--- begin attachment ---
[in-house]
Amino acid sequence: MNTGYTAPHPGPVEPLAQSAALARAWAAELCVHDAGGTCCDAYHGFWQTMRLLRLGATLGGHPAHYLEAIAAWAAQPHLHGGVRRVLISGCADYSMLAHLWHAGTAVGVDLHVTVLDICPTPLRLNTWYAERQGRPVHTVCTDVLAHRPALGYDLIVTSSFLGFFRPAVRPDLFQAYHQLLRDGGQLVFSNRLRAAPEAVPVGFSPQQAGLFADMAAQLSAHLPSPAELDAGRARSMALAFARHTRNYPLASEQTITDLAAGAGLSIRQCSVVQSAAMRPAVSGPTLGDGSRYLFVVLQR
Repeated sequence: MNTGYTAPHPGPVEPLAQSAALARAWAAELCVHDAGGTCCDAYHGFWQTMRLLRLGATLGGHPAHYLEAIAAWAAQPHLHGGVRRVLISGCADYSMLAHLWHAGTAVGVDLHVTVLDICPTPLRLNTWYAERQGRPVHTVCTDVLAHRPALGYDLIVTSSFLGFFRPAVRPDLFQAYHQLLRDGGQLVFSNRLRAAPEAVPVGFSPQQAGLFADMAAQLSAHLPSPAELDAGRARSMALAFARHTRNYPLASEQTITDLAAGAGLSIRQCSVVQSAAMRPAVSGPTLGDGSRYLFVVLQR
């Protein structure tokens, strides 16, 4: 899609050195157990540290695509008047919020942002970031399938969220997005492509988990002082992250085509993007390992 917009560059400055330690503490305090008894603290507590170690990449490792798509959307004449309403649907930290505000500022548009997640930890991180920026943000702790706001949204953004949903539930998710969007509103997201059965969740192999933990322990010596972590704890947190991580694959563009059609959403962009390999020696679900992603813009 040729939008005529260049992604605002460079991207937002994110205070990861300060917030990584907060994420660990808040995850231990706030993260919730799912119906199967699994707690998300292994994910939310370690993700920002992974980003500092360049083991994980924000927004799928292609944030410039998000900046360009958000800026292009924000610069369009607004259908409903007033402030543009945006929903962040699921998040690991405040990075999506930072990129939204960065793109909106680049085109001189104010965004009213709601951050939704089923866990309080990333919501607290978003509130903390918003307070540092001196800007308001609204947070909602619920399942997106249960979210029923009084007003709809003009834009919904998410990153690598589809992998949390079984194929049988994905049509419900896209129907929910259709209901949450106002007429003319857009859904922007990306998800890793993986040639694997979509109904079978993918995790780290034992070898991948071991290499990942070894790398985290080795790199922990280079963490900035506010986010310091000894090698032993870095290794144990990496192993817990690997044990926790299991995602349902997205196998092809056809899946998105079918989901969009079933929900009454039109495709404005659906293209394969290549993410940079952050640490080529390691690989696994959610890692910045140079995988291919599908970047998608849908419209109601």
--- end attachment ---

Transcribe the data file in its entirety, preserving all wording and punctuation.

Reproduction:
[in-house]
Amino acid sequence: MNTGYTAPHPGPVEPLAQSAALARAWAAELCVHDAGGTCCDAYHGFWQTMRLLRLGATLGGHPAHYLEAIAAWAAQPHLHGGVRRVLISGCADYSMLAHLWHAGTAVGVDLHVTVLDICPTPLRLNTWYAERQGRPVHTVCTDVLAHRPALGYDLIVTSSFLGFFRPAVRPDLFQAYHQLLRDGGQLVFSNRLRAAPEAVPVGFSPQQAGLFADMAAQLSAHLPSPAELDAGRARSMALAFARHTRNYPLASEQTITDLAAGAGLSIRQCSVVQSAAMRPAVSGPTLGDGSRYLFVVLQR
Repeated sequence: MNTGYTAPHPGPVEPLAQSAALARAWAAELCVHDAGGTCCDAYHGFWQTMRLLRLGATLGGHPAHYLEAIAAWAAQPHLHGGVRRVLISGCADYSMLAHLWHAGTAVGVDLHVTVLDICPTPLRLNTWYAERQGRPVHTVCTDVLAHRPALGYDLIVTSSFLGFFRPAVRPDLFQAYHQLLRDGGQLVFSNRLRAAPEAVPVGFSPQQAGLFADMAAQLSAHLPSPAELDAGRARSMALAFARHTRNYPLASEQTITDLAAGAGLSIRQCSVVQSAAMRPAVSGPTLGDGSRYLFVVLQR
């Protein structure tokens, strides 16, 4: 899609050195157990540290695509008047919020942002970031399938969220997005492509988990002082992250085509993007390992 917009560059400055330690503490305090008894603290507590170690990449490792798509959307004449309403649907930290505000500022548009997640930890991180920026943000702790706001949204953004949903539930998710969007509103997201059965969740192999933990322990010596972590704890947190991580694959563009059609959403962009390999020696679900992603813009 040729939008005529260049992604605002460079991207937002994110205070990861300060917030990584907060994420660990808040995850231990706030993260919730799912119906199967699994707690998300292994994910939310370690993700920002992974980003500092360049083991994980924000927004799928292609944030410039998000900046360009958000800026292009924000610069369009607004259908409903007033402030543009945006929903962040699921998040690991405040990075999506930072990129939204960065793109909106680049085109001189104010965004009213709601951050939704089923866990309080990333919501607290978003509130903390918003307070540092001196800007308001609204947070909602619920399942997106249960979210029923009084007003709809003009834009919904998410990153690598589809992998949390079984194929049988994905049509419900896209129907929910259709209901949450106002007429003319857009859904922007990306998800890793993986040639694997979509109904079978993918995790780290034992070898991948071991290499990942070894790398985290080795790199922990280079963490900035506010986010310091000894090698032993870095290794144990990496192993817990690997044990926790299991995602349902997205196998092809056809899946998105079918989901969009079933929900009454039109495709404005659906293209394969290549993410940079952050640490080529390691690989696994959610890692910045140079995988291919599908970047998608849908419209109601």